Bradley Observatory turns 65


This year, the Bradley Observatory (84 17 38.98 W, 33 45 54.84 N) celebrates its 65th year of operation. Dedicated June 3, 1950, the observatory was named in honor of William C. and Sarah Hall Bradley. It was the brainchild of William Calder, who came to Agnes Scott from Harvard in 1947 under the condition that Agnes Scott would get a telescope that he could use for observations. 

Calder was a student of Harlow Shapley, an American astronomer who helped popularize astronomy. The Lewis H. Beck telescope was bought in 1947 and was the largest telescope in Georgia and the Southeast until Fernbank Museum of Natural History bought its telescope in 1970. The costs of the telescope and the observatory were $15,000 and $85,000, respectively.

Calder was one of the founders of the Atlanta Astronomy Club and hosted open houses at Agnes Scott for many years. The public was invited every Friday night to come and use the telescope. Charles A. Dana Professor of Astronomy and Chair Chris De Pree says, “Many of the people who now come to our open houses who are in their 50s and 60s came to Calder’s open houses as kids. In Atlanta in the 1950s, his open houses were a popular place to go.”

Agnes Scott continues to have a very strong physics and astronomy program. Roughly four percent of Agnes Scott’s graduating class has consisted of physics majors over the past few years, an unprecedented number compared to the vast majority of other colleges and universities, says De Pree. “There are few other colleges that graduate this proportion of their students in physics and astronomy. It's very unusual.”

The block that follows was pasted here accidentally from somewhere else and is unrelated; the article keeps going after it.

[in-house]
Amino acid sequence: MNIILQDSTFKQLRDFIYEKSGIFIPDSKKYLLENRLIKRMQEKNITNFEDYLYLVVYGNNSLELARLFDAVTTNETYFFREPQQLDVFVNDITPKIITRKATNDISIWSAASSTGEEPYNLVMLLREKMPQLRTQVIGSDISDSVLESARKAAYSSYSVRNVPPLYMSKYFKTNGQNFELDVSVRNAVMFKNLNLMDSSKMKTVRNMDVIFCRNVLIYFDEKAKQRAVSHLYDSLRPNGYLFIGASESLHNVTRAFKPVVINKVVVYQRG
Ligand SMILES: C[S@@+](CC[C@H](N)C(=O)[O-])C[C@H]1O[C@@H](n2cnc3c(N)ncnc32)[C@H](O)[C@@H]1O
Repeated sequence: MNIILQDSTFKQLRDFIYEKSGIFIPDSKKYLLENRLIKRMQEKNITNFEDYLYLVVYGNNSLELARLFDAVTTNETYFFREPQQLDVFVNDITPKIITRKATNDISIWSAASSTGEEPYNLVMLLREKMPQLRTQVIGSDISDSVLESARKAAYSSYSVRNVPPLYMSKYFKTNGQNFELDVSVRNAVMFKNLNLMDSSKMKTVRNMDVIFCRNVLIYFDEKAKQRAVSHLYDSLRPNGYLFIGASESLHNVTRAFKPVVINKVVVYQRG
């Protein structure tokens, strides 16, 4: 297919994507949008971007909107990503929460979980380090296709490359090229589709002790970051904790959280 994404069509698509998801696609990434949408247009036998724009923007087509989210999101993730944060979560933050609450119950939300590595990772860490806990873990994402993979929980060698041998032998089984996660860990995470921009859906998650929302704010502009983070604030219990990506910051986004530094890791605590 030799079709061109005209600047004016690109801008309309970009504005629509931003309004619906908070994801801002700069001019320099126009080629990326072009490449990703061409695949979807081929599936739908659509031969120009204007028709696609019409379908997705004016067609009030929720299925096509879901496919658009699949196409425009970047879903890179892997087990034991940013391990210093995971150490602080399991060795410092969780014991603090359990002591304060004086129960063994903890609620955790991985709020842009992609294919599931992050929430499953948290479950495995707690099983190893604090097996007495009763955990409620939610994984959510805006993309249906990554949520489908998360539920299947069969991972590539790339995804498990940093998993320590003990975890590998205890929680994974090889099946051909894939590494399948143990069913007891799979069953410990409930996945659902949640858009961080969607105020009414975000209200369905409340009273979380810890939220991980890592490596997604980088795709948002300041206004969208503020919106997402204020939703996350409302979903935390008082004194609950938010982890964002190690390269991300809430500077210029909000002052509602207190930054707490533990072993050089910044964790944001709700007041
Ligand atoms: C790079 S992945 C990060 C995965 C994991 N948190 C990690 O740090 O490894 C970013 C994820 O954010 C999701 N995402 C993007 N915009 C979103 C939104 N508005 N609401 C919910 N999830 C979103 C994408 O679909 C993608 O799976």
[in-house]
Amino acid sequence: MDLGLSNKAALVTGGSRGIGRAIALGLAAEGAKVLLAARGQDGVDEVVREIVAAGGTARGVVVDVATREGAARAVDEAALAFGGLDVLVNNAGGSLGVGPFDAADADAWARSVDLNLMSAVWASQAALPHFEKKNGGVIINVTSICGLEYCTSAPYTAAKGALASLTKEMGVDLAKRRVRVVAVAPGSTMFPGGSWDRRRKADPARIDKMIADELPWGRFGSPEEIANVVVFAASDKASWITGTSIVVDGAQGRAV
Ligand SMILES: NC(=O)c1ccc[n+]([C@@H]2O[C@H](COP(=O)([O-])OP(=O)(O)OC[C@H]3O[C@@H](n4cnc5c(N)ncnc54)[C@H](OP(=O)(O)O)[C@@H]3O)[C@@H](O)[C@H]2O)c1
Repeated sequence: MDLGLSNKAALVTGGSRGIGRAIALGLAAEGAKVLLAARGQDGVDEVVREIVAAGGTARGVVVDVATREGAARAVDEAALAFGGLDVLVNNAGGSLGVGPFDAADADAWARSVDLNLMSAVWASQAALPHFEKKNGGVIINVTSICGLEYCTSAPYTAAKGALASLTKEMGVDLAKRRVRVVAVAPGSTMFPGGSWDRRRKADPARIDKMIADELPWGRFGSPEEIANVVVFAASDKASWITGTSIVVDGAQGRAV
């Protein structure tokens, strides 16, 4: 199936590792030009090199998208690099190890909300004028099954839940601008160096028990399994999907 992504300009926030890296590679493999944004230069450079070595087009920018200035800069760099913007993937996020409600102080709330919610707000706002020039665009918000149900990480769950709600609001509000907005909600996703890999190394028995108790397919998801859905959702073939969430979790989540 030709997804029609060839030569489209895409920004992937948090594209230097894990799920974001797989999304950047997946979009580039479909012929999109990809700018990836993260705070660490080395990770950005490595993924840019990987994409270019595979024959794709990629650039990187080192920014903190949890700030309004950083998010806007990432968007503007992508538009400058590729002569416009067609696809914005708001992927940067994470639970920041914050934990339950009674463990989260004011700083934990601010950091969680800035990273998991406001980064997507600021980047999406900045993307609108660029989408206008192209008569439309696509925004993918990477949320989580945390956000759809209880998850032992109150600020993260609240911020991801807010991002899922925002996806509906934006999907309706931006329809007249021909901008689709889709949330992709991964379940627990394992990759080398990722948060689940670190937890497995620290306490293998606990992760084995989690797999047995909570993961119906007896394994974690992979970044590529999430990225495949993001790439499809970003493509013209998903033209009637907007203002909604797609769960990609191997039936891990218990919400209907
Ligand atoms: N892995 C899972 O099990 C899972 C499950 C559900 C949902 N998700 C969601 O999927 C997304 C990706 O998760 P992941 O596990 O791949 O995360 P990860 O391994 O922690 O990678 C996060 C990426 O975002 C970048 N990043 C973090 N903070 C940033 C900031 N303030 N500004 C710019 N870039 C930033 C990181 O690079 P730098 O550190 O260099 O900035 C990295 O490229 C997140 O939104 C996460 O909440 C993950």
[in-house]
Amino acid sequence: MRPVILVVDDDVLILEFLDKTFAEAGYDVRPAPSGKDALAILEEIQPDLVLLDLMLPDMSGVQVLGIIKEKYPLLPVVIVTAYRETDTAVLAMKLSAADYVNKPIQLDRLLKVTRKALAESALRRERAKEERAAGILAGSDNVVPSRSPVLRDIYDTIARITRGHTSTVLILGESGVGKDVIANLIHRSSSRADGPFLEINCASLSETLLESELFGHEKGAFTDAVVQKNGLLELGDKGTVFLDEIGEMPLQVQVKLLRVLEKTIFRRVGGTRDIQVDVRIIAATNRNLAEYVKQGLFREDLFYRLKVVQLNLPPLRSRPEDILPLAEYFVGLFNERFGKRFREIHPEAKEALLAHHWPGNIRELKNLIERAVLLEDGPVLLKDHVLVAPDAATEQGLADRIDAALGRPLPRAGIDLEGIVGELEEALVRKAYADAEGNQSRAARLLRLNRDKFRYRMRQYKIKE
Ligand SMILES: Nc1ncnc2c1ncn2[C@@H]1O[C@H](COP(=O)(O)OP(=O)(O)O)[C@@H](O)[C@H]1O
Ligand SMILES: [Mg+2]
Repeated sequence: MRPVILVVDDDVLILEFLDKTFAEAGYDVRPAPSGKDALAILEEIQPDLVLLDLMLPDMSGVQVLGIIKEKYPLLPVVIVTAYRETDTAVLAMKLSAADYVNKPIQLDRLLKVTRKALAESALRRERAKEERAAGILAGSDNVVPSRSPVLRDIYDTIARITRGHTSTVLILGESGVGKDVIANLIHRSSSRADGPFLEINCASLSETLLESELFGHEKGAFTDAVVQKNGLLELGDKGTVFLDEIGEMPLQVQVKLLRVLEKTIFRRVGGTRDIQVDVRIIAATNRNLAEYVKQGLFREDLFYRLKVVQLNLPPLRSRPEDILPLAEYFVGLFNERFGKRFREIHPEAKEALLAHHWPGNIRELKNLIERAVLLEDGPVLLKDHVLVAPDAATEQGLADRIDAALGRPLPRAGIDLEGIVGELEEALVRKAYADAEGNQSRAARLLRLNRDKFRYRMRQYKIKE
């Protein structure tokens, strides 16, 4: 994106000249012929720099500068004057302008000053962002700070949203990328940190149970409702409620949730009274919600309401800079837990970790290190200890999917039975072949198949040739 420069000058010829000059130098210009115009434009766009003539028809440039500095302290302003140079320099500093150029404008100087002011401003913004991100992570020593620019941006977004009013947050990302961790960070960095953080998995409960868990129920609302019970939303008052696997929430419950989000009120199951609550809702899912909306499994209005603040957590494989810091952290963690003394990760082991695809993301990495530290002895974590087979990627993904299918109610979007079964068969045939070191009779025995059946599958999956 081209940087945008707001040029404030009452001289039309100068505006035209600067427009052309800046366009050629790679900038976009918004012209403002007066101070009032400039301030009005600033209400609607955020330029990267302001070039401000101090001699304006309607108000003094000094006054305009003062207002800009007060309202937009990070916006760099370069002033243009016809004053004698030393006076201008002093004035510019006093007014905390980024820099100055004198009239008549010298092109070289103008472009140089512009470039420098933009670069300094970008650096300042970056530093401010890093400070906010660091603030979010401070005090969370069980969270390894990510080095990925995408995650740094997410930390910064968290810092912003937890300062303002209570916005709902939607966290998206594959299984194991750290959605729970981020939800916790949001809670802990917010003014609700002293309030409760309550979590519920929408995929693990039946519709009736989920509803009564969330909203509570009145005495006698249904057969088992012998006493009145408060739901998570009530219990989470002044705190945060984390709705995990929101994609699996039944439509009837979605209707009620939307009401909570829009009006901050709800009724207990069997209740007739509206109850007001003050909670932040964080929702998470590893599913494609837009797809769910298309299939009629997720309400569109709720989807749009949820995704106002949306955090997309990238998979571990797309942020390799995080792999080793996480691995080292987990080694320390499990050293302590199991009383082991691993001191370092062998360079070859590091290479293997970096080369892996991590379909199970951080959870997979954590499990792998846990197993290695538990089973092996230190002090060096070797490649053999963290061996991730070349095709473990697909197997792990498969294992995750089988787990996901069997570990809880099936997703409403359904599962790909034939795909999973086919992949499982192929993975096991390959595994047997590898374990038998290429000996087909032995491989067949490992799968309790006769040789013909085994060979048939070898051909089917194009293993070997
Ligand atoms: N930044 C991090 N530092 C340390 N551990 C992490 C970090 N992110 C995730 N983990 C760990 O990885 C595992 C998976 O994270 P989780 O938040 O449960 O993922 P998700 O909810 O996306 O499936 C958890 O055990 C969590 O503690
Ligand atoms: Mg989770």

SARA is a consortium of twelve colleges and universities, which already remotely operates facilities in Arizona and Chile.

The member schools are Florida International University, the Florida Institute of Technology, East Tennessee State University, Valdosta State University, Agnes Scott College, Ball State University, the University of Alabama, Butler University, Valparaiso University, Clemson University, Texas A&M University-Commerce and Embry-Riddle Aeronautical University.

A more in-depth article chronicling the history of the observatory and its impact on Agnes Scott students, as well as the Decatur and Atlanta community, will appear in the upcoming issue of Agnes Scott The Magazine.

To learn more about the Bradley Observatory visit agnesscott.edu/bradleyobservatory